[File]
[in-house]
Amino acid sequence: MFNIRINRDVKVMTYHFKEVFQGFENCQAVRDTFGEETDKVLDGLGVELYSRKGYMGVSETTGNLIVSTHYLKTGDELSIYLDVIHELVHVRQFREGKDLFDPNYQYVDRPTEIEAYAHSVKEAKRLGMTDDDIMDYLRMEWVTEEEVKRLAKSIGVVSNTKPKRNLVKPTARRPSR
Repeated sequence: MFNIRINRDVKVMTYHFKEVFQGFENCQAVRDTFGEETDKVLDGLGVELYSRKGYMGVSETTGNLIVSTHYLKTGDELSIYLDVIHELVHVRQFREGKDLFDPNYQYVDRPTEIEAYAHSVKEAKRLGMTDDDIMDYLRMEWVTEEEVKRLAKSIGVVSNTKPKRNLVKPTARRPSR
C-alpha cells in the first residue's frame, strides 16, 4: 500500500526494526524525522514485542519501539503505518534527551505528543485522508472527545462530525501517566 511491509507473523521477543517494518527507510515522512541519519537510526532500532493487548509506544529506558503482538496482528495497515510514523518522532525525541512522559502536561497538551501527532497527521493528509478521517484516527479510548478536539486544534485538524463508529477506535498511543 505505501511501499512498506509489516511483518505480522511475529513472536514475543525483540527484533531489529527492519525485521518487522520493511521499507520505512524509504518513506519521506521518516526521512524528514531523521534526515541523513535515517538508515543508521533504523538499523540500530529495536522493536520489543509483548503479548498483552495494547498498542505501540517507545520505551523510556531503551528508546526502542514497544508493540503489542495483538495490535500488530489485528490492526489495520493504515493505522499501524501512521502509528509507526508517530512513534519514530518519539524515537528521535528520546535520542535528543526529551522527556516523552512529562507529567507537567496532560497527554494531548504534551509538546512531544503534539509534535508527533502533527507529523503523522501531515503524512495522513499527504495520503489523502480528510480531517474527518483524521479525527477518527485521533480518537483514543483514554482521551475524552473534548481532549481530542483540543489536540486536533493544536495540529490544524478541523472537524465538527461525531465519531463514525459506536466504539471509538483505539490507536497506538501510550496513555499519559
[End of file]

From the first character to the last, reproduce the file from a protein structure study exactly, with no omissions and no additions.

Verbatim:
[in-house]
Amino acid sequence: MFNIRINRDVKVMTYHFKEVFQGFENCQAVRDTFGEETDKVLDGLGVELYSRKGYMGVSETTGNLIVSTHYLKTGDELSIYLDVIHELVHVRQFREGKDLFDPNYQYVDRPTEIEAYAHSVKEAKRLGMTDDDIMDYLRMEWVTEEEVKRLAKSIGVVSNTKPKRNLVKPTARRPSR
Repeated sequence: MFNIRINRDVKVMTYHFKEVFQGFENCQAVRDTFGEETDKVLDGLGVELYSRKGYMGVSETTGNLIVSTHYLKTGDELSIYLDVIHELVHVRQFREGKDLFDPNYQYVDRPTEIEAYAHSVKEAKRLGMTDDDIMDYLRMEWVTEEEVKRLAKSIGVVSNTKPKRNLVKPTARRPSR
C-alpha cells in the first residue's frame, strides 16, 4: 500500500526494526524525522514485542519501539503505518534527551505528543485522508472527545462530525501517566 511491509507473523521477543517494518527507510515522512541519519537510526532500532493487548509506544529506558503482538496482528495497515510514523518522532525525541512522559502536561497538551501527532497527521493528509478521517484516527479510548478536539486544534485538524463508529477506535498511543 505505501511501499512498506509489516511483518505480522511475529513472536514475543525483540527484533531489529527492519525485521518487522520493511521499507520505512524509504518513506519521506521518516526521512524528514531523521534526515541523513535515517538508515543508521533504523538499523540500530529495536522493536520489543509483548503479548498483552495494547498498542505501540517507545520505551523510556531503551528508546526502542514497544508493540503489542495483538495490535500488530489485528490492526489495520493504515493505522499501524501512521502509528509507526508517530512513534519514530518519539524515537528521535528520546535520542535528543526529551522527556516523552512529562507529567507537567496532560497527554494531548504534551509538546512531544503534539509534535508527533502533527507529523503523522501531515503524512495522513499527504495520503489523502480528510480531517474527518483524521479525527477518527485521533480518537483514543483514554482521551475524552473534548481532549481530542483540543489536540486536533493544536495540529490544524478541523472537524465538527461525531465519531463514525459506536466504539471509538483505539490507536497506538501510550496513555499519559